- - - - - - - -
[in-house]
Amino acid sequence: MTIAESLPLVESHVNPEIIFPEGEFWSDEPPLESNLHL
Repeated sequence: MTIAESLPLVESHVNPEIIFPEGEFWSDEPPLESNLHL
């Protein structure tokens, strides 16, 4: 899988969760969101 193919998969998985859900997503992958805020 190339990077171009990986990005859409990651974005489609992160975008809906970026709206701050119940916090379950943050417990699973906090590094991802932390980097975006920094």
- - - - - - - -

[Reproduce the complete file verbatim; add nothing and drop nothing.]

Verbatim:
[in-house]
Amino acid sequence: MTIAESLPLVESHVNPEIIFPEGEFWSDEPPLESNLHL
Repeated sequence: MTIAESLPLVESHVNPEIIFPEGEFWSDEPPLESNLHL
């Protein structure tokens, strides 16, 4: 899988969760969101 193919998969998985859900997503992958805020 190339990077171009990986990005859409990651974005489609992160975008809906970026709206701050119940916090379950943050417990699973906090590094991802932390980097975006920094």